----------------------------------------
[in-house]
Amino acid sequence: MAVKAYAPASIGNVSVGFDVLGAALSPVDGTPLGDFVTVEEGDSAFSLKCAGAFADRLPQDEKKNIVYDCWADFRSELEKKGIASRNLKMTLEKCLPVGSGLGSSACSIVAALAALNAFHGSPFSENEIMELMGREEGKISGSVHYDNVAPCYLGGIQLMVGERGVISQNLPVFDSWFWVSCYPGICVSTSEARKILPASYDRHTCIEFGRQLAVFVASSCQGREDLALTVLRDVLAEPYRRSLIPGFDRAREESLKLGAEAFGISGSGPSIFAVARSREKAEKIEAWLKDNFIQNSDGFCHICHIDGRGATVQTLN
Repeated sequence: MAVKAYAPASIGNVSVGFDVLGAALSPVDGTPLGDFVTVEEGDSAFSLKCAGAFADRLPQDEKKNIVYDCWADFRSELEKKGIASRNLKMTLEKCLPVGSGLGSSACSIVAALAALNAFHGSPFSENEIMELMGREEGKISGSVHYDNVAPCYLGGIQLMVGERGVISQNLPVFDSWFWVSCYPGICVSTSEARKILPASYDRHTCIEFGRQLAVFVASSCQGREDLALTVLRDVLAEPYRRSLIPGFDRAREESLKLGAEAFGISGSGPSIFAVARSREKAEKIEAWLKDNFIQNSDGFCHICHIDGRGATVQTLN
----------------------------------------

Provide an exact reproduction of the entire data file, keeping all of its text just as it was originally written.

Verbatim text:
[in-house]
Amino acid sequence: MAVKAYAPASIGNVSVGFDVLGAALSPVDGTPLGDFVTVEEGDSAFSLKCAGAFADRLPQDEKKNIVYDCWADFRSELEKKGIASRNLKMTLEKCLPVGSGLGSSACSIVAALAALNAFHGSPFSENEIMELMGREEGKISGSVHYDNVAPCYLGGIQLMVGERGVISQNLPVFDSWFWVSCYPGICVSTSEARKILPASYDRHTCIEFGRQLAVFVASSCQGREDLALTVLRDVLAEPYRRSLIPGFDRAREESLKLGAEAFGISGSGPSIFAVARSREKAEKIEAWLKDNFIQNSDGFCHICHIDGRGATVQTLN
Repeated sequence: MAVKAYAPASIGNVSVGFDVLGAALSPVDGTPLGDFVTVEEGDSAFSLKCAGAFADRLPQDEKKNIVYDCWADFRSELEKKGIASRNLKMTLEKCLPVGSGLGSSACSIVAALAALNAFHGSPFSENEIMELMGREEGKISGSVHYDNVAPCYLGGIQLMVGERGVISQNLPVFDSWFWVSCYPGICVSTSEARKILPASYDRHTCIEFGRQLAVFVASSCQGREDLALTVLRDVLAEPYRRSLIPGFDRAREESLKLGAEAFGISGSGPSIFAVARSREKAEKIEAWLKDNFIQNSDGFCHICHIDGRGATVQTLN